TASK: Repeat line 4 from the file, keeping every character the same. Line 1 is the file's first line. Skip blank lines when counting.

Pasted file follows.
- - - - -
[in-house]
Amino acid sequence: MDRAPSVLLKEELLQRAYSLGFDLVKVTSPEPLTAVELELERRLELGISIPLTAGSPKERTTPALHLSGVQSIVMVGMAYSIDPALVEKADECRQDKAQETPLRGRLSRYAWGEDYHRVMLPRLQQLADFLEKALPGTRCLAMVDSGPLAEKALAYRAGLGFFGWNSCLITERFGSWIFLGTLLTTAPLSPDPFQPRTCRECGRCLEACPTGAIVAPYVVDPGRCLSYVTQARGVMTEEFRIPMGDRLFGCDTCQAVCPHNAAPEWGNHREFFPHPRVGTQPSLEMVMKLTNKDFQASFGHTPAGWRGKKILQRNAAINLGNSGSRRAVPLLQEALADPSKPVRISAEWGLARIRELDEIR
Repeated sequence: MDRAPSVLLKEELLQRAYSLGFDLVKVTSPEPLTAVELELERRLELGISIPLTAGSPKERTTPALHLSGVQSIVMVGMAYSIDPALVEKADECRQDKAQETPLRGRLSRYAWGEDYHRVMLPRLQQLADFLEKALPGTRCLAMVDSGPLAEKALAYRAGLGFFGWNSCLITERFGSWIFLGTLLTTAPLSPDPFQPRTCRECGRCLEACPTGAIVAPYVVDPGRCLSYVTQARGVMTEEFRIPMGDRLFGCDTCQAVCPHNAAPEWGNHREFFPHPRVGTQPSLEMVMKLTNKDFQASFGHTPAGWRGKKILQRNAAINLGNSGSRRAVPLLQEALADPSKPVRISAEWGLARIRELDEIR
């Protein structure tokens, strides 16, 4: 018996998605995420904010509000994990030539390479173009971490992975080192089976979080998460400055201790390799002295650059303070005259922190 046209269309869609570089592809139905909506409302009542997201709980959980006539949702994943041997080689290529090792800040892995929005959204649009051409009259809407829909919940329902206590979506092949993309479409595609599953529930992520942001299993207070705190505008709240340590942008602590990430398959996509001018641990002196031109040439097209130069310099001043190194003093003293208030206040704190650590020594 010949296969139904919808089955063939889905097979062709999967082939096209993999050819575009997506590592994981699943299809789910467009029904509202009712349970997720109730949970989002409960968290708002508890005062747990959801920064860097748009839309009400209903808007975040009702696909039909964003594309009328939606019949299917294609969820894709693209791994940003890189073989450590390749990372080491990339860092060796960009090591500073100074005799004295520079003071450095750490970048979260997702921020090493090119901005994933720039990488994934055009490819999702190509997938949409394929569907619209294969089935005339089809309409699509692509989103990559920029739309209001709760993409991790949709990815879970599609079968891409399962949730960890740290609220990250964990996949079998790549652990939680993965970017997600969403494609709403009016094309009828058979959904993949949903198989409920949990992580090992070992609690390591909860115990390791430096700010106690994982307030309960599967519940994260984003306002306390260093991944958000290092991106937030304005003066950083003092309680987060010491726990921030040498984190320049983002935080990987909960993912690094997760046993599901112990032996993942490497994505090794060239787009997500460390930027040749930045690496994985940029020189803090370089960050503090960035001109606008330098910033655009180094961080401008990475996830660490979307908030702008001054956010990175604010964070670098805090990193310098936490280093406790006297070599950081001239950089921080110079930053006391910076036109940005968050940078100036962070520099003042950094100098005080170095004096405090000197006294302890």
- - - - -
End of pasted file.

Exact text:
């Protein structure tokens, strides 16, 4: 018996998605995420904010509000994990030539390479173009971490992975080192089976979080998460400055201790390799002295650059303070005259922190 046209269309869609570089592809139905909506409302009542997201709980959980006539949702994943041997080689290529090792800040892995929005959204649009051409009259809407829909919940329902206590979506092949993309479409595609599953529930992520942001299993207070705190505008709240340590942008602590990430398959996509001018641990002196031109040439097209130069310099001043190194003093003293208030206040704190650590020594 010949296969139904919808089955063939889905097979062709999967082939096209993999050819575009997506590592994981699943299809789910467009029904509202009712349970997720109730949970989002409960968290708002508890005062747990959801920064860097748009839309009400209903808007975040009702696909039909964003594309009328939606019949299917294609969820894709693209791994940003890189073989450590390749990372080491990339860092060796960009090591500073100074005799004295520079003071450095750490970048979260997702921020090493090119901005994933720039990488994934055009490819999702190509997938949409394929569907619209294969089935005339089809309409699509692509989103990559920029739309209001709760993409991790949709990815879970599609079968891409399962949730960890740290609220990250964990996949079998790549652990939680993965970017997600969403494609709403009016094309009828058979959904993949949903198989409920949990992580090992070992609690390591909860115990390791430096700010106690994982307030309960599967519940994260984003306002306390260093991944958000290092991106937030304005003066950083003092309680987060010491726990921030040498984190320049983002935080990987909960993912690094997760046993599901112990032996993942490497994505090794060239787009997500460390930027040749930045690496994985940029020189803090370089960050503090960035001109606008330098910033655009180094961080401008990475996830660490979307908030702008001054956010990175604010964070670098805090990193310098936490280093406790006297070599950081001239950089921080110079930053006391910076036109940005968050940078100036962070520099003042950094100098005080170095004096405090000197006294302890």